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Volkswagen Scandal Settlements To Cost The Company $15 Billion


Settlements to car owners, the federal government, as well as some states has finally been decided, in regards to Volkswagen’s emission rules scandal. It is said that the settlements will cost the automaker over $15 billion dollars, when all is said and done.

Auto News United States officials announced on June 28th, that the settlements include approximately $10 billion for early lease terminations, client buybacks, and restitution payments to customers.

After pressure from the EPA, Volkswagen admitted last fall, that it had its 2.0-liter diesels rigged with software to hide dangerous nitrogen oxide emissions while under U.S. testing. VW then revealed that this has happened since 2009, with over 500,000 cars affected. VW later added that about 11 million cars around the globe also had this rigged software, creating a car controversy that caused the company’s stock price to plummet, with a huge backlash of negative press and views from regulators, clients, dealers, and shareholders.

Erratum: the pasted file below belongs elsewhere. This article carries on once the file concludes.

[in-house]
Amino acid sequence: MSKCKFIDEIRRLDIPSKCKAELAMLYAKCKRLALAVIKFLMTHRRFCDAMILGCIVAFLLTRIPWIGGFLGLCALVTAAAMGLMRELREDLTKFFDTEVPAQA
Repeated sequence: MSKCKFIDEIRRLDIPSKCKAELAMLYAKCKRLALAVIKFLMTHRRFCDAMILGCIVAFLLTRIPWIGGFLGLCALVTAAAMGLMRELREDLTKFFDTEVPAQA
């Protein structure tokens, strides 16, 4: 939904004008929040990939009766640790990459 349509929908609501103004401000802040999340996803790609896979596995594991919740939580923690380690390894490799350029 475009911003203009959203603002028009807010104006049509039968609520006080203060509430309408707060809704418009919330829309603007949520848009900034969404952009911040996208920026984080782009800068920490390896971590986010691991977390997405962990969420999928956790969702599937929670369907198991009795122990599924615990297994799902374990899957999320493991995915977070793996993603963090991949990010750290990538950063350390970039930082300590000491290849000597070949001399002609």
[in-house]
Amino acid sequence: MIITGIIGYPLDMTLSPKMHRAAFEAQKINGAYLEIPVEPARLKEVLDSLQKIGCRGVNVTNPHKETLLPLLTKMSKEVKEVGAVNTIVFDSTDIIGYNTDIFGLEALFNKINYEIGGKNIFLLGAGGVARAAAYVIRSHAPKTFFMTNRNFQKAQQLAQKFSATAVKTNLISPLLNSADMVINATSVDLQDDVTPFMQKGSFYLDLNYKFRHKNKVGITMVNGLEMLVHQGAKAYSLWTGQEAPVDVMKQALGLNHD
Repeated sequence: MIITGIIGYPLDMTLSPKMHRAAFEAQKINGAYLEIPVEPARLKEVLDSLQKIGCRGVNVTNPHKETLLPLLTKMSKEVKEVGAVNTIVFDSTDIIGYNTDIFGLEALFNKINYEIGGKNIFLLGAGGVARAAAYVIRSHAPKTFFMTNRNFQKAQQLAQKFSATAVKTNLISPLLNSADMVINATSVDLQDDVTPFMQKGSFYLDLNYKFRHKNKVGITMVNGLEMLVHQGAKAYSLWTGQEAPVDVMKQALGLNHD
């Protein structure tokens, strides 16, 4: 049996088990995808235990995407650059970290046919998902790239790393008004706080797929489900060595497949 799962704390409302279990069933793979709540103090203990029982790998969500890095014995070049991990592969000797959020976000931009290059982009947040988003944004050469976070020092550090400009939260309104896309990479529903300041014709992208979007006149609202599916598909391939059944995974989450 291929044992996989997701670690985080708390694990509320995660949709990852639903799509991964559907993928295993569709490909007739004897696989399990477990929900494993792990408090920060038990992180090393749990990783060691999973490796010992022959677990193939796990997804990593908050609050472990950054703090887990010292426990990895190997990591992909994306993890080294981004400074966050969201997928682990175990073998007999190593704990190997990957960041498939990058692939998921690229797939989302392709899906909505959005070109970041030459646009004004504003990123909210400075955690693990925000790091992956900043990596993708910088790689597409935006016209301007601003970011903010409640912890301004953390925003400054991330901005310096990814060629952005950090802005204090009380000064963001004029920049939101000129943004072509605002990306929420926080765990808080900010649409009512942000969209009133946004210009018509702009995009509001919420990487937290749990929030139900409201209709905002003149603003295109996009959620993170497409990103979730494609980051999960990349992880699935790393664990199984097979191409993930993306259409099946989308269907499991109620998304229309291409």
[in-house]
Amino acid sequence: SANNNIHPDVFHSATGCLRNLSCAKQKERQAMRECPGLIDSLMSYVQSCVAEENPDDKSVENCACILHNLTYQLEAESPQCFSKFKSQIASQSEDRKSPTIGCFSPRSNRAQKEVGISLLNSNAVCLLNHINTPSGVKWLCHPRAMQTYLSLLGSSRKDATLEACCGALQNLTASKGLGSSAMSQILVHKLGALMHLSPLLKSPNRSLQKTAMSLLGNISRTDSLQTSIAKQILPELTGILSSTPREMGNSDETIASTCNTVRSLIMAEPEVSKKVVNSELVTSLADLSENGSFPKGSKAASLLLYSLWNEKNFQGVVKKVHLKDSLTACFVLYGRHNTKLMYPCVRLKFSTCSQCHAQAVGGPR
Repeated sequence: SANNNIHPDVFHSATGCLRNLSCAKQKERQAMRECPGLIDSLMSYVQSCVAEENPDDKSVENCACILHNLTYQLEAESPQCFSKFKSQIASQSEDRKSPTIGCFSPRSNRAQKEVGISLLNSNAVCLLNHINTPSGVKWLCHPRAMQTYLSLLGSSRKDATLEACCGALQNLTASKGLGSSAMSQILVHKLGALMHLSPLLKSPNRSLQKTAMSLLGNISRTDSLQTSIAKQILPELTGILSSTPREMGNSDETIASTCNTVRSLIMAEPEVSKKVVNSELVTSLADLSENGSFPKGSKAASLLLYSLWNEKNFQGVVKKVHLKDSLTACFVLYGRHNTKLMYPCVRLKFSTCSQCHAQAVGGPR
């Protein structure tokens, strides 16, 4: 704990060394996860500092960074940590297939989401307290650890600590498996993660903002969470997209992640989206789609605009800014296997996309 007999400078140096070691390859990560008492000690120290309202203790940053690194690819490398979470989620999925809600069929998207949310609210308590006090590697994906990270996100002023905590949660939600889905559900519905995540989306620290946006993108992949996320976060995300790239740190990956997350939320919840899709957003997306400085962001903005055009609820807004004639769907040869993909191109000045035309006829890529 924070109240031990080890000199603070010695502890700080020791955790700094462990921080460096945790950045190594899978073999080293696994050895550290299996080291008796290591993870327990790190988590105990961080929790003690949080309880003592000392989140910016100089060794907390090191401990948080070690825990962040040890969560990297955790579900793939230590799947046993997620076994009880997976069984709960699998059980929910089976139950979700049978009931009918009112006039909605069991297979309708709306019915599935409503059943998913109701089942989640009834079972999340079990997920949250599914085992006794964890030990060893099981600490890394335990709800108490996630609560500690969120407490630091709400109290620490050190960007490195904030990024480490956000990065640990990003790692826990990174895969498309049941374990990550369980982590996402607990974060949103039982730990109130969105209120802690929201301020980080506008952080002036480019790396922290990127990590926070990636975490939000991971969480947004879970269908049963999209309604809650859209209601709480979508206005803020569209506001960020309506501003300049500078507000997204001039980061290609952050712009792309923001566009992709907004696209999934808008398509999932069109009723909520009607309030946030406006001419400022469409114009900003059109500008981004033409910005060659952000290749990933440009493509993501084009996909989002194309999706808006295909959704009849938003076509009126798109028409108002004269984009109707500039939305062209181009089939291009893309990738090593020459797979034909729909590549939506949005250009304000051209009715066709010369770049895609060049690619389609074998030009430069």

It is being said that every VW car owner that has an affected diesel will receive the repurchase price of their car, plus, depending on the year and model of the car, an additional $5,100-$10,000. Total compensation from this buyback option ranges from $44,000 to $12,500.

Eligible car owners can also hold off to see if the company comes up with a repair option for the diesel engines, which will be regulator-approved. Regardless, owners choosing this option will also receive an additional payout of $5,100-$10,000.

Those who terminate their leases will get around half of what an eligible owner would get for the same care. In addition, for those car owners that currently have loans on their cars that are higher than the buyback payment, and select this option, they may be able to be approved for loan forgiveness.
Additionally, according to the summary, the company is said to be placing a $2.7 billion dollars in a trust, that will be given to a variety of national environmental programs that look to decrease the emissions of nitrogen oxide. Volkswagen is also obligated to take $2 billion to promote the battery-electric or hydrogen fuel cell car market; which is added onto the amount the company has already put aside to invest in alternative-fuel technologies.

Separate to the above, VW reached a settlement with about 44 states within the U.S., as well as Puerto Rico and the District of Columbia, that will cost the company an additional $600 million.

These settlements have finally come to fruition, after many months of negotiations between Volkswagen, U.S. officials, and attorneys representing those who own VW cars with affected diesels.